India Signed Onto Paris Climate Deal.  It is Now - Almost - a Legally Binding Document

Posted by Amy Guinan

Oct 5, 2016 1:36:30 PM


Getting to 55%

Two days ago, on Oct 2nd, India ratified the Paris Climate deal.  By signing on, India has brought  the agreement close to being truly legally binding.

In order to put the Paris Climate Deal into legal effect, 55 nations - covering at least 55 percent of global emissions - need to formally ratify the treaty. 

India represents the 62nd nation to sign on and all signers collectively represent 51.89 percent of global emissions, according to the United Nations’ Framework Convention on Climate Change.

The ratification came on the birthday of Mohandas Karamchand Gandhi, the Indian independence leader better known as Mahatma Gandhi.

The Paris deal aims to limit average temperature rises to 2 degrees Celsius compared to pre-industrial levels. The agreement also calls for countries to do their best to try to limit that rise to 1.5 degrees.  Major emitters such as the United States, China and Brazil have led the way in joining the agreement, as have dozens of smaller countries. 

A Green Legacy

Li Shuo, a climate adviser with Greenpeace, has said both China and the United States were determined to put the treaty into force as soon as possible in order to avoid the risk that any new Republican administration would reject it.

President Obama is showing his commitment to the Paris Climate Deal as a final push to secure a green legacy for his presidency (which looks like it might just pass here in the 11th hour of his presidential term.)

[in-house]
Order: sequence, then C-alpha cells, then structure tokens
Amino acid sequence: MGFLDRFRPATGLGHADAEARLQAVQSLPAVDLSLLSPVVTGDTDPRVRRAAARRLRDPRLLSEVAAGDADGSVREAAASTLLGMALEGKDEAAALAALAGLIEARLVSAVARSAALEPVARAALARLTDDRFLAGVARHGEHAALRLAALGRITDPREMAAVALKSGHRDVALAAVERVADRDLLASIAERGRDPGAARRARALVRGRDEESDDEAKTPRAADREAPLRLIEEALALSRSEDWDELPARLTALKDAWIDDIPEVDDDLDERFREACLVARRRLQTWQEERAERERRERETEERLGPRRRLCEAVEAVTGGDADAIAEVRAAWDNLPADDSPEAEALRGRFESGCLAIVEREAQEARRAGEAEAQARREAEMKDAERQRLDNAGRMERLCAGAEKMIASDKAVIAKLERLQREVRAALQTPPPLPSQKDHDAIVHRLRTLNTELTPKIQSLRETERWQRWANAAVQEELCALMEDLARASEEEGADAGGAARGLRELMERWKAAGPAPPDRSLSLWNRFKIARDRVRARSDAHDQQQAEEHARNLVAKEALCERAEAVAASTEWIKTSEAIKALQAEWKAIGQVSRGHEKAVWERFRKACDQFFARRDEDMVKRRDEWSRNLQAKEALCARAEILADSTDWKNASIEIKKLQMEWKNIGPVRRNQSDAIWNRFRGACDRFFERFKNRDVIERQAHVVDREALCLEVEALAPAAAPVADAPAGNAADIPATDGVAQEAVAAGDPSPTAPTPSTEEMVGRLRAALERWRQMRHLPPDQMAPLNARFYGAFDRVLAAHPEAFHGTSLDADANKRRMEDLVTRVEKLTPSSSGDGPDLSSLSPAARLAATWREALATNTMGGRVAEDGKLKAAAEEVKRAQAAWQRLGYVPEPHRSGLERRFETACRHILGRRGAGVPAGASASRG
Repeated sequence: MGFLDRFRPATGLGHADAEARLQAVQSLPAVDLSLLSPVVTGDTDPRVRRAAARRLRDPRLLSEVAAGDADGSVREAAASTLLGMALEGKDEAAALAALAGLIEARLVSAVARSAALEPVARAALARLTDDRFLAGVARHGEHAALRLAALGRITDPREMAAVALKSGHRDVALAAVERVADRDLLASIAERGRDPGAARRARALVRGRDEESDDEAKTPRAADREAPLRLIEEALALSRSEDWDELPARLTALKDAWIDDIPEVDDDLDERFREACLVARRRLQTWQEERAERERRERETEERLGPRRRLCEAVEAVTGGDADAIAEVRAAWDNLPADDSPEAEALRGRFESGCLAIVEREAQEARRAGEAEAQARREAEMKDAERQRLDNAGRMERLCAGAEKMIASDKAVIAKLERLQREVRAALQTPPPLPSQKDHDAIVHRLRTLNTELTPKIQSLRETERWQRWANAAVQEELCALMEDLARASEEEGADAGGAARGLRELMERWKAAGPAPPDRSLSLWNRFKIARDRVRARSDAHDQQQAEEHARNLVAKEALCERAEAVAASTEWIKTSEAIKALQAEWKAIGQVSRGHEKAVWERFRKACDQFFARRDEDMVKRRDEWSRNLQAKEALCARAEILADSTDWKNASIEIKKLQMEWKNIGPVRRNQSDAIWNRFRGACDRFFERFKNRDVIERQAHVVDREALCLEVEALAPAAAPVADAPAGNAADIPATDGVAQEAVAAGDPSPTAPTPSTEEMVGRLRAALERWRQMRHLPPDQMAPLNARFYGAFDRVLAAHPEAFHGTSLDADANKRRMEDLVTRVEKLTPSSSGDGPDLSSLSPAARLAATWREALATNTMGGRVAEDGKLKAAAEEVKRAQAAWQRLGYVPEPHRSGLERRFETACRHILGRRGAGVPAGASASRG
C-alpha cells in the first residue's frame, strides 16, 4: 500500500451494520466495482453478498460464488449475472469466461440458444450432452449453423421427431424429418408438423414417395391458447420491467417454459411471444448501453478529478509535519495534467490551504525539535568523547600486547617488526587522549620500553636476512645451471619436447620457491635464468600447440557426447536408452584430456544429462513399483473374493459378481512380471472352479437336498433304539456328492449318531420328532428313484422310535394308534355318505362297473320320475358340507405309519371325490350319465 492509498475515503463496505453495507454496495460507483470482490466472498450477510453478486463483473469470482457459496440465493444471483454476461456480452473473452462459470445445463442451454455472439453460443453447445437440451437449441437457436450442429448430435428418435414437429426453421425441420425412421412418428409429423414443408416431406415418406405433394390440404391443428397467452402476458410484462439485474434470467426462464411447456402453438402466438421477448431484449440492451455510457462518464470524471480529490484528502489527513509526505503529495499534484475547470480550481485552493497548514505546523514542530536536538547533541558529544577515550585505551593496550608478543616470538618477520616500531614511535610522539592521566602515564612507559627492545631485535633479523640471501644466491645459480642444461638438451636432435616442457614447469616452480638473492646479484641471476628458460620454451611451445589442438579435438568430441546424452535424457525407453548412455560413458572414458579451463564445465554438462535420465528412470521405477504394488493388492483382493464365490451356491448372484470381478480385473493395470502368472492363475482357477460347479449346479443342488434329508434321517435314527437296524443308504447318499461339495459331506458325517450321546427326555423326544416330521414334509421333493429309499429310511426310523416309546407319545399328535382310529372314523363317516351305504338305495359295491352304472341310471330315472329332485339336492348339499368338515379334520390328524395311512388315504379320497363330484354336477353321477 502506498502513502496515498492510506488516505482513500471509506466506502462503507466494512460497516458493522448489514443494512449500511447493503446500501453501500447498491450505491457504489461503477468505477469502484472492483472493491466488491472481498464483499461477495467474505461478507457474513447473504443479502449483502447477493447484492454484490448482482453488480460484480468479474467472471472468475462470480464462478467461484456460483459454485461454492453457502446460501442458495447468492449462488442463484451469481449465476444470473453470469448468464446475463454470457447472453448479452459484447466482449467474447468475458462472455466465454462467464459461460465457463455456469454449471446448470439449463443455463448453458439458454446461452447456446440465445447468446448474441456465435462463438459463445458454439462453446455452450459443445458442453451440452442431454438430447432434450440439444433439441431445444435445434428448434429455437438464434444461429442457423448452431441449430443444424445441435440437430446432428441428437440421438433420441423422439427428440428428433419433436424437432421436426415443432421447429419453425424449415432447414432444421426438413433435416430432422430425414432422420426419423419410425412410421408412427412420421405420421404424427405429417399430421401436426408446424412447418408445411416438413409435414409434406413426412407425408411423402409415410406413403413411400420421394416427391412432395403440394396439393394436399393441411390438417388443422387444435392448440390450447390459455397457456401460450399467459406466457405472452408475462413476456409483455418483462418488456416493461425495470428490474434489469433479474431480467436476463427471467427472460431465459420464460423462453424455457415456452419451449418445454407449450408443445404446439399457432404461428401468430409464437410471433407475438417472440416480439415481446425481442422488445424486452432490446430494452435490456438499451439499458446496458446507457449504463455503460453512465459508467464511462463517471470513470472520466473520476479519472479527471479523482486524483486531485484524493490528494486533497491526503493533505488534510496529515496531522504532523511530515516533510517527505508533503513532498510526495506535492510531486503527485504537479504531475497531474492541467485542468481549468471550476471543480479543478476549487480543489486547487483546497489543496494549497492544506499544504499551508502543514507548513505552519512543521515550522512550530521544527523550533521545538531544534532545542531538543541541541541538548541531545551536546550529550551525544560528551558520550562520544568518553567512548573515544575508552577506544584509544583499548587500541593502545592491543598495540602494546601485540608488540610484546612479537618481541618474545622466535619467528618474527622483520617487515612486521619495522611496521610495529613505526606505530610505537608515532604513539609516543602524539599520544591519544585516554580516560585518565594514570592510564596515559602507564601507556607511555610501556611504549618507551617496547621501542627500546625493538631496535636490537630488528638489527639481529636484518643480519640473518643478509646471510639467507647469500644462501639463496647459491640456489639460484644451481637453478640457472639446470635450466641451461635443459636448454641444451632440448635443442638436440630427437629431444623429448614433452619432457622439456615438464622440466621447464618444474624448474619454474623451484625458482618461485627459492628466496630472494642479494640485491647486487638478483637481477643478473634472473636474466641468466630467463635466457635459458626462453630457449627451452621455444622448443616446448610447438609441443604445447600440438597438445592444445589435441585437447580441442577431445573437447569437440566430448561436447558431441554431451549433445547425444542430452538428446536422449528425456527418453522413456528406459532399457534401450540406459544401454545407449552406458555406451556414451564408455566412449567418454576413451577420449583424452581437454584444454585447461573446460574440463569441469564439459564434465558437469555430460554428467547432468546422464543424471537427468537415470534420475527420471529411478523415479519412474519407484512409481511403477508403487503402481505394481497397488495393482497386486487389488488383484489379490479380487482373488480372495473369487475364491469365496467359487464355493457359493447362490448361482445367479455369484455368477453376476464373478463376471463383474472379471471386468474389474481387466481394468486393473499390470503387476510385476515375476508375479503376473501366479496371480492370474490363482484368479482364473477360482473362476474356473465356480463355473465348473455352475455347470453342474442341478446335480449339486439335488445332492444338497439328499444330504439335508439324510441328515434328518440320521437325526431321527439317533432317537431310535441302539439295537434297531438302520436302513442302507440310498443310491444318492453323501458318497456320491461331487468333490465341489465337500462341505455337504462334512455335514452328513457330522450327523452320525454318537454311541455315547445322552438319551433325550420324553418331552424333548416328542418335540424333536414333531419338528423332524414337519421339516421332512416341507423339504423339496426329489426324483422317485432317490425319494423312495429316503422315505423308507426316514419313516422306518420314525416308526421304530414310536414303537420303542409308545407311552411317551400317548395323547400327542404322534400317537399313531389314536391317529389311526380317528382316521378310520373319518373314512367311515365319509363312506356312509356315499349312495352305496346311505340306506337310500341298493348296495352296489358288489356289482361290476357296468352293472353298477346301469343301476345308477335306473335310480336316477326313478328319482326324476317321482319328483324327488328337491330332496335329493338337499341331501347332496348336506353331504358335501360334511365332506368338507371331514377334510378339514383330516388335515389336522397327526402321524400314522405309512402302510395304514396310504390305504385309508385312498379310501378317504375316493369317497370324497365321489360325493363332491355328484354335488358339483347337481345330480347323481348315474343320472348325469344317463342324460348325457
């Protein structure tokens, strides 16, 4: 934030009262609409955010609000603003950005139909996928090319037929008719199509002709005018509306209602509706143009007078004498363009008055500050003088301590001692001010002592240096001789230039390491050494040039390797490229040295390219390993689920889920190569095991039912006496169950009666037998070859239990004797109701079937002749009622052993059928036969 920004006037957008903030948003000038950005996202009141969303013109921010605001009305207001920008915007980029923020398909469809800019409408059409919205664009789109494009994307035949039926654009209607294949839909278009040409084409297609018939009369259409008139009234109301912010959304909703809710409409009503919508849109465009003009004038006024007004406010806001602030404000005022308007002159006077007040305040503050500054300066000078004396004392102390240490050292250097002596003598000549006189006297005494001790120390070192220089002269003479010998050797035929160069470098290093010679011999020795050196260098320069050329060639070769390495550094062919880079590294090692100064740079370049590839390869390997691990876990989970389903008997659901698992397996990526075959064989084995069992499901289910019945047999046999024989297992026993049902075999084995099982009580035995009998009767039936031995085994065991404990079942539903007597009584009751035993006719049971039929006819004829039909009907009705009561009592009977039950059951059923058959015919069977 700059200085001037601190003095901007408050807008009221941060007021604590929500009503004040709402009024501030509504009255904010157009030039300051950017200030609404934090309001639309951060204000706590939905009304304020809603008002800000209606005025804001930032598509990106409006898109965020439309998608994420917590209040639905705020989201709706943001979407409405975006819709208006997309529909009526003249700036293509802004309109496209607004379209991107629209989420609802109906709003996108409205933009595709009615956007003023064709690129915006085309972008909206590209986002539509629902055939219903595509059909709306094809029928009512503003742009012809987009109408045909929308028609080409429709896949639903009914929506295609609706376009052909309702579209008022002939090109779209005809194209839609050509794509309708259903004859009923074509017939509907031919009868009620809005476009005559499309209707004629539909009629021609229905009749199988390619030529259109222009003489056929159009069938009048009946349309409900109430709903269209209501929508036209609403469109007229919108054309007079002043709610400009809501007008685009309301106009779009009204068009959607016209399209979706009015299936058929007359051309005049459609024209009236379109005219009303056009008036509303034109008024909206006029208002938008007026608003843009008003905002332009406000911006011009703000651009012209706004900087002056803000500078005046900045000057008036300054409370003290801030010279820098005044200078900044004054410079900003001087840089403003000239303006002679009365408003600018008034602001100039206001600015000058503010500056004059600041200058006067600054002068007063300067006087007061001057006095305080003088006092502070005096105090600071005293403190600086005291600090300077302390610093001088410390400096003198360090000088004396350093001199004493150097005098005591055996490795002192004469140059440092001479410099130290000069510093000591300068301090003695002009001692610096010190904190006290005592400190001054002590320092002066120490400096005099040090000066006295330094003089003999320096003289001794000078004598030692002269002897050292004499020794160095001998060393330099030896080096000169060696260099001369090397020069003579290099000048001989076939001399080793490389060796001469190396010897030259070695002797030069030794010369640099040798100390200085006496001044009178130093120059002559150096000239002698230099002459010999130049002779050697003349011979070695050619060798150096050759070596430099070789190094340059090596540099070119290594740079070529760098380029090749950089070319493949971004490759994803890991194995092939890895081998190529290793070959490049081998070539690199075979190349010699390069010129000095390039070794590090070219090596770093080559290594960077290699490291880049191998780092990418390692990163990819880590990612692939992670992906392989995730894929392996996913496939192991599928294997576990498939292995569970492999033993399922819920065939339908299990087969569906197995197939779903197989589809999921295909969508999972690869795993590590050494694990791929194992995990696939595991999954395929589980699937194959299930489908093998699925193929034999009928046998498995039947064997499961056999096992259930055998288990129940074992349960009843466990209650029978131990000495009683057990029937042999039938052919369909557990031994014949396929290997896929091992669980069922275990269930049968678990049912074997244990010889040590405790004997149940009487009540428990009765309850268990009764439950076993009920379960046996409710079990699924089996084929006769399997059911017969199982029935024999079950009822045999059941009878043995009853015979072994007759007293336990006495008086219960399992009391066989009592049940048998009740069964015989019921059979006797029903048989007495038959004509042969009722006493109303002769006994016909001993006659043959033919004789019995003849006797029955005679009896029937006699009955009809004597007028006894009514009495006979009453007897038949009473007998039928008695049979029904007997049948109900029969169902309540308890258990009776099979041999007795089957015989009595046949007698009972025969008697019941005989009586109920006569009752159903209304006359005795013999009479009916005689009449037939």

“Just as I believe the Paris agreement will ultimately prove to be a turning point for our planet, I believe that history will judge (our) efforts as pivotal,” said President Obama.

The largest remaining emitters hat have yet to formally join the agreement include Russia (7.5 percent of emissions), Japan (3.79 percent), Canada (1.95 percent), South Korea (1.85 percent), Mexico (1.7 percent), Indonesia (1.49 percent), South Africa (1.46 percent) and Australia (1.46 percent).

But the European Union, with 28 member nations that collectively account for 12.1 percent of the globe’s emissions, could officially make its move as soon next week. E.U. ministers have “approved the ratification of the Paris Agreement by the European Union,” according to a statement Friday. If the European Parliament approves this action, the world will cross the required 55 percent threshold.

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